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The History of Ireland: The Tithe War

Artist’s depiction of the Tithe War (Public Domain)

The Tithe War, Cogadh na nDeachúna in Irish and don’t ask me how to pronounce it, was not a war by any stretch of the imagination. It was a period of relatively non-violent civil disobedience stretching from 1831 to 1838. The state church, the Church of Ireland, a branch of the Anglican Church, not the Roman Catholic Church, decided it would a good idea to enforce a tithe on subsistence farmers as well as others for the upkeep of a church to which most Irish, being Roman Catholic, did not belong. The tithe was payable in cash or its equivalent in crops or livestock, a fact which didn’t make it any better for the Catholic majority.

For those of you not familiar with the concept of a tithe, it meant that the Roman Catholic farmers, who were barely making ends meet in the first place, were being told that they had to give 10% of your income to the Anglicans. Keep in mind we’re talking about the decade immediately preceding the Potato Famine. The Roman Catholic Relief Act, granting basic civil rights to Catholics, had just been passed in 1829. It allowed Irish Catholics to run for Parliament which meant it only befitted Catholics who were fairly well off. To make matters worse, in many cases the money went to Anglican pastors who didn’t even live in the area where the tithe was being collected.

The farmers came up with a great idea: don’t pay it. Sounds like a plan. The “opening shot” in the “war” took place on 03 Mar 1831 in Graiguenamanagh (again, don’t ask), County Kilkenny, when a force of 120 yeomanry (a soldier in the British Territorial Army) tried to seize cattle belonging to a Catholic priest. With the blessing of his bishop, he had organized the people to skirt the tithe by putting their stock in his name before selling it. The revolt spread.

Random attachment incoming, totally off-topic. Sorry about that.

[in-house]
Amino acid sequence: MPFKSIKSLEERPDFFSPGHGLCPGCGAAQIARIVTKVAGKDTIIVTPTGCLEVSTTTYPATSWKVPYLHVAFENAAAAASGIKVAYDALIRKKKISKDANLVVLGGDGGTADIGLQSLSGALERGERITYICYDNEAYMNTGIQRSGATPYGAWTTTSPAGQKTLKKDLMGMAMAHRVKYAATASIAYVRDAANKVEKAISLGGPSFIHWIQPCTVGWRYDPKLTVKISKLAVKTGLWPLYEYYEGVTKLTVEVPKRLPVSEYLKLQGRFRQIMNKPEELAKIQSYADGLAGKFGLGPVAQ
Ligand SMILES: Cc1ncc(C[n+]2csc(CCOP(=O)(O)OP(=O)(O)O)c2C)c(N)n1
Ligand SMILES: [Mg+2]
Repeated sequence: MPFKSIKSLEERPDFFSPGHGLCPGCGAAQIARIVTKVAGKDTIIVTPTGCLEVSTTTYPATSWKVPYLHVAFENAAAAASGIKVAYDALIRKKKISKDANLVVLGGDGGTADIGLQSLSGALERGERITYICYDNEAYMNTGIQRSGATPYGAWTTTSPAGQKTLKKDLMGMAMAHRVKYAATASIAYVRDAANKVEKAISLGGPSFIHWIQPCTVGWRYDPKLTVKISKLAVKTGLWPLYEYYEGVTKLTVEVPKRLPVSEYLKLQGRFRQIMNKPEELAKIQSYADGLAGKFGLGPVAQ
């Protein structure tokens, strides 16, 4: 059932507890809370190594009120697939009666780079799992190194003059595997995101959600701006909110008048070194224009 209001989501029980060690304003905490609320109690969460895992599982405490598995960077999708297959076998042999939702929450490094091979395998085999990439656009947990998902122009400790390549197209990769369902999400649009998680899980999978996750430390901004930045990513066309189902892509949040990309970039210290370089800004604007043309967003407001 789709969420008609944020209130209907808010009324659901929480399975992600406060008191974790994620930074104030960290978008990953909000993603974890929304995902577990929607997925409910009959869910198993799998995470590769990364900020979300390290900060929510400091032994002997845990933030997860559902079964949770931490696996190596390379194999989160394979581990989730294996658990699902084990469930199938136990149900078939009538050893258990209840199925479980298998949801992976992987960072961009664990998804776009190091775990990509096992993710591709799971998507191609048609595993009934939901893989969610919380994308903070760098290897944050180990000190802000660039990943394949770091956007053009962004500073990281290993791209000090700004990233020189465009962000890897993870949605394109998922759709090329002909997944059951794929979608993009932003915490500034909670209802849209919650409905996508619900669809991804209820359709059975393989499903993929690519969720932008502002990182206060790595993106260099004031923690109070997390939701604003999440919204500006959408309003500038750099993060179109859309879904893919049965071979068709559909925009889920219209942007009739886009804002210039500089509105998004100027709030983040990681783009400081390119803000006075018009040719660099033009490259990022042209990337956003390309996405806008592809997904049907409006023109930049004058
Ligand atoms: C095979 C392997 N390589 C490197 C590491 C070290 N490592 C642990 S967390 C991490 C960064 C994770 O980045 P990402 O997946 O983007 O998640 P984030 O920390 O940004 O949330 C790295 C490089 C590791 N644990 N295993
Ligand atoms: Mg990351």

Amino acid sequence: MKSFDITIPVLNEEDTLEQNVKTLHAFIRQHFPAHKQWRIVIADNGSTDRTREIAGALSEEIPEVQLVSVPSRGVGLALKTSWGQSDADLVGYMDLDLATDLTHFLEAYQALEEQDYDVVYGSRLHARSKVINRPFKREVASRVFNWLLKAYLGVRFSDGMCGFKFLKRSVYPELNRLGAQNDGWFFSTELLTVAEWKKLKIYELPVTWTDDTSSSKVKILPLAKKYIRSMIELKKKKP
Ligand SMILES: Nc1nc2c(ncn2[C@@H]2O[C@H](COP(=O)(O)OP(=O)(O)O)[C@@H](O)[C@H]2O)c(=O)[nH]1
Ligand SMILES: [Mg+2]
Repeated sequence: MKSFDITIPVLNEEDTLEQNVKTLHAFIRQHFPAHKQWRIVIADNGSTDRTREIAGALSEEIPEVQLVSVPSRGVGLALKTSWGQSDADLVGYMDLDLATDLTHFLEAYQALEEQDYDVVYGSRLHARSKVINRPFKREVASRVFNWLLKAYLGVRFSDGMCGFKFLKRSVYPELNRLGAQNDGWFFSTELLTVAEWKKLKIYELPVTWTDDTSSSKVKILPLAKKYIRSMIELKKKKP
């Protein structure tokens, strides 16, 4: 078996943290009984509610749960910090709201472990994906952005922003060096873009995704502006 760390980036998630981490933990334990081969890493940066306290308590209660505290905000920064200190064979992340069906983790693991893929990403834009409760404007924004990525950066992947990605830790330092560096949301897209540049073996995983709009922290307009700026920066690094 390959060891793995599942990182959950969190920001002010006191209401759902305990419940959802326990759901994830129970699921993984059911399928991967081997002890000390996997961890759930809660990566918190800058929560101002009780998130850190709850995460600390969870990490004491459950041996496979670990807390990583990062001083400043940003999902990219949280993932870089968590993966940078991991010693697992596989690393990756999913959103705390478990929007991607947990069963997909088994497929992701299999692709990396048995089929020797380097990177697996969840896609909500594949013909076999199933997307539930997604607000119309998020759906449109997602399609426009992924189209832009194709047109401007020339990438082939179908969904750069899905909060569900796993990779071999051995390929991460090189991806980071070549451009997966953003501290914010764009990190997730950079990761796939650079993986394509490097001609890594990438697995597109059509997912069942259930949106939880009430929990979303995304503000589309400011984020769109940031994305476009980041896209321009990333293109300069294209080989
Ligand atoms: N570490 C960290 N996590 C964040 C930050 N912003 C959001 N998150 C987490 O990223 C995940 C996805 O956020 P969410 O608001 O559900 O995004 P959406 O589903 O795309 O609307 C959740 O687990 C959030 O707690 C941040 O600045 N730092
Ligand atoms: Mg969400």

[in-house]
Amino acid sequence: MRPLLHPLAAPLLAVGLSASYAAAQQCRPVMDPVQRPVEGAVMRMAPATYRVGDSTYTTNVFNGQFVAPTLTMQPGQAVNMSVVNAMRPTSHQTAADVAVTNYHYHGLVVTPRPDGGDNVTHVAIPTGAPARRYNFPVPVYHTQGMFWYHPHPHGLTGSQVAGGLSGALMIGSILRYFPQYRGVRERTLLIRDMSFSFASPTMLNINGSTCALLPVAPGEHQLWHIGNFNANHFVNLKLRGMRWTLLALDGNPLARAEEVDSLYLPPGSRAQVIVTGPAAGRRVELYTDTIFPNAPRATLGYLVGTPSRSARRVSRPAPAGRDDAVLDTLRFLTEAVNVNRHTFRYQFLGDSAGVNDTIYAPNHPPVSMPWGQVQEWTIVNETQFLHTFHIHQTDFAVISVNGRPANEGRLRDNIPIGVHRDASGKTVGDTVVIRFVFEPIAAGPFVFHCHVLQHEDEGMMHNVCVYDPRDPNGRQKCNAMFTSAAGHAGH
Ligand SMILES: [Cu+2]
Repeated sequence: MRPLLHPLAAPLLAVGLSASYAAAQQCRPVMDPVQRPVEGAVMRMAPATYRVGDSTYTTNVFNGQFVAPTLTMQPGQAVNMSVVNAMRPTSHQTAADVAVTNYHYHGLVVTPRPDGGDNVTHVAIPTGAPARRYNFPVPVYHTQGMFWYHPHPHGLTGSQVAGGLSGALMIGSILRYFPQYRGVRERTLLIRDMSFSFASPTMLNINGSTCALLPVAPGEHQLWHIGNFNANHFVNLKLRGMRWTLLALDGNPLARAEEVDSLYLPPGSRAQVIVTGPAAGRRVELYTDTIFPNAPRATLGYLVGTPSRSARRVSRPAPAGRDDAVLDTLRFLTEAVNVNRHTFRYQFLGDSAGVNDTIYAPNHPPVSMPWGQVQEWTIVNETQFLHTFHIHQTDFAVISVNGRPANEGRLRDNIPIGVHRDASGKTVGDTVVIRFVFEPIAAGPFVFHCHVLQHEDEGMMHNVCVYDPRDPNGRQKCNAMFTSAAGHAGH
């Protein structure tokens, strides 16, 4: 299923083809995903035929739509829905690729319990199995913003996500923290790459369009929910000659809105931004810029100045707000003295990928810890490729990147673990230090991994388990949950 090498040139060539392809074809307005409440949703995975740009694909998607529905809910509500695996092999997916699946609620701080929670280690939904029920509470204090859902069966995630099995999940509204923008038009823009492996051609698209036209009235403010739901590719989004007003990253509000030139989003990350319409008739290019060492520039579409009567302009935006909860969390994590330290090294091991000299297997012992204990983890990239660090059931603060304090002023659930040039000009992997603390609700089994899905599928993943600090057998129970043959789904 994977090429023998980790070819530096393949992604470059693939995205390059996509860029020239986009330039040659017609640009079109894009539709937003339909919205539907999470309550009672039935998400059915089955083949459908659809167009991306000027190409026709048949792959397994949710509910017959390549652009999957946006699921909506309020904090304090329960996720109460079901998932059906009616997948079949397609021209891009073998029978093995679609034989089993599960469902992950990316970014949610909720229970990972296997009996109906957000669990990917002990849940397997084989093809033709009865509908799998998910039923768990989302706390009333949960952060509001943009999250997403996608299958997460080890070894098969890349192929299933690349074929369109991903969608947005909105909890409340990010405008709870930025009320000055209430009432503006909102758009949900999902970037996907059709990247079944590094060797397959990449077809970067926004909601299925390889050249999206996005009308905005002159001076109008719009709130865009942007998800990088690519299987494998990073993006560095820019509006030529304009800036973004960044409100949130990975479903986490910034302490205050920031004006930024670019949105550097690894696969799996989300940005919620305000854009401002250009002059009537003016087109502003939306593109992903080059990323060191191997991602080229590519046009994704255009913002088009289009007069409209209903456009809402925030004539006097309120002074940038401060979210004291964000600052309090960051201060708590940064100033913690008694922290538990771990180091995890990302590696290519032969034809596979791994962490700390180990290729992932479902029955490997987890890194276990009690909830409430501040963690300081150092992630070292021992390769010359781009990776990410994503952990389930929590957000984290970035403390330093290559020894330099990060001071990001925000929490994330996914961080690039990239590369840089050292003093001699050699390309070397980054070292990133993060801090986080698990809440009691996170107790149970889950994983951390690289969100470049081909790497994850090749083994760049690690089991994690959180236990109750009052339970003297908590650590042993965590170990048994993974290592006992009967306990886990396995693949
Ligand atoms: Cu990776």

On 18 Jun 1831, in Bunclody, County Wexford, resisters were fired upon by the Irish Constabulary. Twelve died and twenty were wounded twenty with one yeoman shot dead in retaliation. After this, warnings such as church bells were used to notify the people to round up their cattle and stock. On 14 Dec 1831 the warning was sounded allowing the citizens to ambush 40 Constabulary at Carrickshock (County Kilkenny). Twelve constables, including their chief, were killed with additional injuries.

Battles continued on a regular basis over the next couple of years. Essentially it was a guerrilla war with ambushes, vandalism, robberies and rioting. In part because it was becoming a nuisance and part because it was costing more to collect the tithe, the British government came up with a brilliant idea, in 1838 they ended the enforced tithe collections. Note that it was the collections they ended, not the tithe itself. Instead the farmer had to pay the money to his landlord as part of the rent. The landlord was supposed to pass it along to the officials. It took until 1869 when Parliament passed a law ending the Church of Ireland’s position as the official church for the tithe to end.

Sources

Text © 2018 Gary J. Sibio. All rights reserved.

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Written by Gary J Sibio

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